Which of your stories is closest to your heart?

The story closest to my heart is the one I’m completing now. Absolution was inspired by my brother’s suicide three years ago. I’d been working on another book when I attended his service in Colorado. The church was packed with his friends. Michael was a very strong Christian and that made his suicide all the more confusing for me. Several years ago he brought me to Christ. While watching the montage of pictures playing on the big screen, I clearly heard God say, “This is your story.”


Describe receiving your first book contract.

I haven’t been blessed with this event to date, but I’m hopeful.


What project of yours is gathering dust?

I don’t have projects set aside that need to be revisited. I have books, poorly written, that have become dust collectors and rightly so.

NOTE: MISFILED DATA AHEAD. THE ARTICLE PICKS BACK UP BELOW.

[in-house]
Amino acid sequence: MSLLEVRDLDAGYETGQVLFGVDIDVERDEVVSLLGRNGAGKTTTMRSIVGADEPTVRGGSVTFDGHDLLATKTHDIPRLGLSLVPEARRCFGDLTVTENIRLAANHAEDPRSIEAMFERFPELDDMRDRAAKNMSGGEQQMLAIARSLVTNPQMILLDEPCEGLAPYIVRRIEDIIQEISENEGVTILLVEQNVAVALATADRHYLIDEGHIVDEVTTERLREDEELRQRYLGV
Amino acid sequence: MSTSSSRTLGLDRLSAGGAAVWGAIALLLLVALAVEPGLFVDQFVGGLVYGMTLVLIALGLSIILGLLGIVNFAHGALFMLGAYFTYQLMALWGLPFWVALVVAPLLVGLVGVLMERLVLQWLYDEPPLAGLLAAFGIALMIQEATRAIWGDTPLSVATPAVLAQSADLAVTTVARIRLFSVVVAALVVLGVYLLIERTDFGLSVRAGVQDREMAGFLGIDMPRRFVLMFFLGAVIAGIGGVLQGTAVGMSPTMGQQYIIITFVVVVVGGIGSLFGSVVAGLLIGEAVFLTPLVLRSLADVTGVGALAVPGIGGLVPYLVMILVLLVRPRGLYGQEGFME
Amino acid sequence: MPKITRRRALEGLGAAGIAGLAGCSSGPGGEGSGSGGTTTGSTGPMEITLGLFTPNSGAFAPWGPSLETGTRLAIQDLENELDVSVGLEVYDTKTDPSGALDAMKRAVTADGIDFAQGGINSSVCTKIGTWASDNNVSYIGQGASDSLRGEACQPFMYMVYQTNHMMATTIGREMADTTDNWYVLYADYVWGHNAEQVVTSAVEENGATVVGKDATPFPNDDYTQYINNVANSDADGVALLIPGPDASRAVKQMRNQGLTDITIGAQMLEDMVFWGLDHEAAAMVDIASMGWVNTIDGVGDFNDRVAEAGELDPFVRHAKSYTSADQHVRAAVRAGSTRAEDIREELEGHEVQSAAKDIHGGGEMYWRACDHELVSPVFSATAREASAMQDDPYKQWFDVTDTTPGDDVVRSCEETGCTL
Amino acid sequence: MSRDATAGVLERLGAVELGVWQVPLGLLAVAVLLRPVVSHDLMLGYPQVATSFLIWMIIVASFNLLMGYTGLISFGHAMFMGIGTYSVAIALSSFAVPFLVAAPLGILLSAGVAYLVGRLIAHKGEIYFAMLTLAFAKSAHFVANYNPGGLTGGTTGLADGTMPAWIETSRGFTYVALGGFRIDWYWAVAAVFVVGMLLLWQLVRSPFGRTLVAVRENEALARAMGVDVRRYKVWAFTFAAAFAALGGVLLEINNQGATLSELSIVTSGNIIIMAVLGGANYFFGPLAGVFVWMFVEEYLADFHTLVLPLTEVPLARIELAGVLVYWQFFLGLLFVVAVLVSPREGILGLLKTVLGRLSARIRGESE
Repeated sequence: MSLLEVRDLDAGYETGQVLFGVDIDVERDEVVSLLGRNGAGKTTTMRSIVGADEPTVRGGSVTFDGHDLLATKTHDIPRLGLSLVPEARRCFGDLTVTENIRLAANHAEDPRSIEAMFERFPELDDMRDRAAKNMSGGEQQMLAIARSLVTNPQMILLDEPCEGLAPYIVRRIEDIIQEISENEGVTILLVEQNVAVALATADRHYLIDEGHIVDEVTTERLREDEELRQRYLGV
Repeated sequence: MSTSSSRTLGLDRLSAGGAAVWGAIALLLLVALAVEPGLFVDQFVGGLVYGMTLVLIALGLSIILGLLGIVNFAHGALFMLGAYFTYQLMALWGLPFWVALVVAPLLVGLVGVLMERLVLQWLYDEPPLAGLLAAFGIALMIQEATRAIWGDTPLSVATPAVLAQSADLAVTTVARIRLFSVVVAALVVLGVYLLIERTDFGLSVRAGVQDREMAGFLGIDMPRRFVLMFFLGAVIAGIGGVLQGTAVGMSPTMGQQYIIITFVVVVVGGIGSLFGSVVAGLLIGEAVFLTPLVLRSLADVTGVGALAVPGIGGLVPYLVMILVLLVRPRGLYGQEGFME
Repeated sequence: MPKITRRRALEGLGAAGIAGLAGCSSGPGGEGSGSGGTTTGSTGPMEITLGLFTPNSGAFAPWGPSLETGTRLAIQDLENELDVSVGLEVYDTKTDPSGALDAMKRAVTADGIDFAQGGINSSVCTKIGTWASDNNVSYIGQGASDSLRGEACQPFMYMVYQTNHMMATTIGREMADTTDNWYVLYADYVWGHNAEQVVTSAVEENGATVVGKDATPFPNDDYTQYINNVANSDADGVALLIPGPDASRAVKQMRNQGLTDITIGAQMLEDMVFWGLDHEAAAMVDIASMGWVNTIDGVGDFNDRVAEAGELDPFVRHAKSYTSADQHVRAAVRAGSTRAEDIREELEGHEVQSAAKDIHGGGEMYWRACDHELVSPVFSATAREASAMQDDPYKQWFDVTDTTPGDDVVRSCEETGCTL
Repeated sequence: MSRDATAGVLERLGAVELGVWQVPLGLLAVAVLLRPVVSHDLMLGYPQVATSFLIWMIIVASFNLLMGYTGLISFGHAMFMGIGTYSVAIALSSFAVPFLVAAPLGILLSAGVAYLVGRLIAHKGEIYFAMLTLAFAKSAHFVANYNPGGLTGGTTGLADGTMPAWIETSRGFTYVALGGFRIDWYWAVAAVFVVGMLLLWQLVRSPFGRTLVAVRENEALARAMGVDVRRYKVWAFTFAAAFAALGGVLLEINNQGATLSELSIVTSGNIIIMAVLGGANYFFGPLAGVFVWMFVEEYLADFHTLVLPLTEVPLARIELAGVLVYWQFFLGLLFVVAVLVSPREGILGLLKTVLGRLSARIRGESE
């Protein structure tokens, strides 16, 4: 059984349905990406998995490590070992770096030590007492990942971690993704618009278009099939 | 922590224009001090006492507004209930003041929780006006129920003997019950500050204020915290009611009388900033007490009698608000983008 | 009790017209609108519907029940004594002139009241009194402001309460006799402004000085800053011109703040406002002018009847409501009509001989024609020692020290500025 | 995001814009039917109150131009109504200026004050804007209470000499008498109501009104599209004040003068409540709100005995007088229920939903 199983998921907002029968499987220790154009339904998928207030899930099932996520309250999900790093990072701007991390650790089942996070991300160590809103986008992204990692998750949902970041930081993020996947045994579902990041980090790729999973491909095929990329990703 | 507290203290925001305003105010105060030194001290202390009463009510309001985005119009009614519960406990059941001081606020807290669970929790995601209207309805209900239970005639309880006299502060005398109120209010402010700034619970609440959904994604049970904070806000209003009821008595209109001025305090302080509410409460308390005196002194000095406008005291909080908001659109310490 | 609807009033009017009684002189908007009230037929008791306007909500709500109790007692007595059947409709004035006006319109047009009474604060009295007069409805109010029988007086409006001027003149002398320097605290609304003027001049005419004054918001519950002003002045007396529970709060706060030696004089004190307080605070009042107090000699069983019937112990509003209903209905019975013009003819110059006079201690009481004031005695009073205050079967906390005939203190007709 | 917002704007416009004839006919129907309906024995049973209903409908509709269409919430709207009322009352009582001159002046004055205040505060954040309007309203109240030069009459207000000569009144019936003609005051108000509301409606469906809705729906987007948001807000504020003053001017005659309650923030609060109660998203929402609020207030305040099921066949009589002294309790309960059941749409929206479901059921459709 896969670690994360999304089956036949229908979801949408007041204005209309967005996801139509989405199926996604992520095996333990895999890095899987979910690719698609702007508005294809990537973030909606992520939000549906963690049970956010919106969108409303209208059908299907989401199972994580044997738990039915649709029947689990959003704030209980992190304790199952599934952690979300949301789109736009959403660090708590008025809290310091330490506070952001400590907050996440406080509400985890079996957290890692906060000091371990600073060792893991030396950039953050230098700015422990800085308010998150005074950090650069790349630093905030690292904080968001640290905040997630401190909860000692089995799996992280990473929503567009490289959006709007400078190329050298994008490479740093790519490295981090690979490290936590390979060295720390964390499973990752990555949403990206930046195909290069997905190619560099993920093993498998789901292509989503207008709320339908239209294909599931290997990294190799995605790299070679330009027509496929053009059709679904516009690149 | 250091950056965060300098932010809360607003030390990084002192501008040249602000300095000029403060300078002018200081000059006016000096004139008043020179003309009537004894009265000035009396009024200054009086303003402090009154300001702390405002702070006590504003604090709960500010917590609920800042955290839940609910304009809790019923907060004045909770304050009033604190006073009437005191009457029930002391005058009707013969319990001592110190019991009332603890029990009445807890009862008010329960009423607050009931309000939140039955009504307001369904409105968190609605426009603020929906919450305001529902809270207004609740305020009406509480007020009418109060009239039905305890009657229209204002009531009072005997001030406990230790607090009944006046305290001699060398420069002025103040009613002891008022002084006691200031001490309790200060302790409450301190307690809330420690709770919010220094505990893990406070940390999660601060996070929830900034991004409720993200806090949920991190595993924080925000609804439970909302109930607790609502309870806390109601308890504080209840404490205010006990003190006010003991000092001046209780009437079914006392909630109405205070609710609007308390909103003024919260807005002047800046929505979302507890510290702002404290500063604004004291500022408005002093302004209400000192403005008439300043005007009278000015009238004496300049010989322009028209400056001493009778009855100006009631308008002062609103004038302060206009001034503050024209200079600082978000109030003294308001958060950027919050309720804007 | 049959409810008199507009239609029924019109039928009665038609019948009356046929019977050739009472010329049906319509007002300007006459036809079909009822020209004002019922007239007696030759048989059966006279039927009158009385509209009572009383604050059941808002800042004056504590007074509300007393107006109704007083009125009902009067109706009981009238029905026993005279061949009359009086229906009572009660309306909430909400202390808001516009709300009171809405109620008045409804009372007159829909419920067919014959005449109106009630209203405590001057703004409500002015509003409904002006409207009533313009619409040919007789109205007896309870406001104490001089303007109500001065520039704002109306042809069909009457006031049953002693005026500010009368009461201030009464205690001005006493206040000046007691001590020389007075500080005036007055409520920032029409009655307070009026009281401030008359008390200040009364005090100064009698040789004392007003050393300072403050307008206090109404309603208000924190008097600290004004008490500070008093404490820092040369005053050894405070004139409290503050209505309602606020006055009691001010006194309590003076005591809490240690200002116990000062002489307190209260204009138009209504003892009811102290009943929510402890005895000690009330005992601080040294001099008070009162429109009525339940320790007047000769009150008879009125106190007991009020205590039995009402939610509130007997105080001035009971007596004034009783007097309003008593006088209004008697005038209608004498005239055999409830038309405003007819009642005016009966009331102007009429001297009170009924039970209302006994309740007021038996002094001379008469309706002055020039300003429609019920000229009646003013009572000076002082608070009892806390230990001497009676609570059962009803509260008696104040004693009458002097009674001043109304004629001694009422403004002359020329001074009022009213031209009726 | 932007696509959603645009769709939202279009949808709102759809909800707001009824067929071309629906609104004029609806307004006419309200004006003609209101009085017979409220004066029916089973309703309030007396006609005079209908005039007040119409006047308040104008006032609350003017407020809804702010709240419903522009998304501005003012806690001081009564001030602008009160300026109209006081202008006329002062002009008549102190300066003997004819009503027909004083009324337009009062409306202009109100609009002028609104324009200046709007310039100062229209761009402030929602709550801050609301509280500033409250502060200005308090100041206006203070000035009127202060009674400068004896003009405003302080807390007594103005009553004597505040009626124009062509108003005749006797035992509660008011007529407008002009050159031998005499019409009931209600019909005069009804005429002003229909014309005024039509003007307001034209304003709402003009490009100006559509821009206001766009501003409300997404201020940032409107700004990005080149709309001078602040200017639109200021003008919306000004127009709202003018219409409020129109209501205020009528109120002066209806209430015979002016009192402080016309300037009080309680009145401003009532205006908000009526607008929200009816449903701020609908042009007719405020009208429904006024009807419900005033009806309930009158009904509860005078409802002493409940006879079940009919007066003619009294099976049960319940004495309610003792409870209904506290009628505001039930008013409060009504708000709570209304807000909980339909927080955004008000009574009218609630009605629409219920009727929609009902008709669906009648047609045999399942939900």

What’s next for you?

I have two book ideas I’m working on right now. I haven’t decided which will take precedence, but I’m excited about both. They can either be used as series novels with Absolution or stand-alone novels. One of them is themed around traumatic brain injury, a subject with which I’m well-acquainted. My daughter suffers from it, which is why I was off of work for six months after her car accident.


What does it mean to you to be a writer?

To me, being a writer is to see the world in story. When I’m driving down the freeway and spot another commuter, I wonder what his or her life is like. What trials and victories have they faced? What made them who they are today? Part of this may be that my degree is in psychology, part of it the need to be connected to others. But everyone has a story worth telling.


Was there a book that changed your life?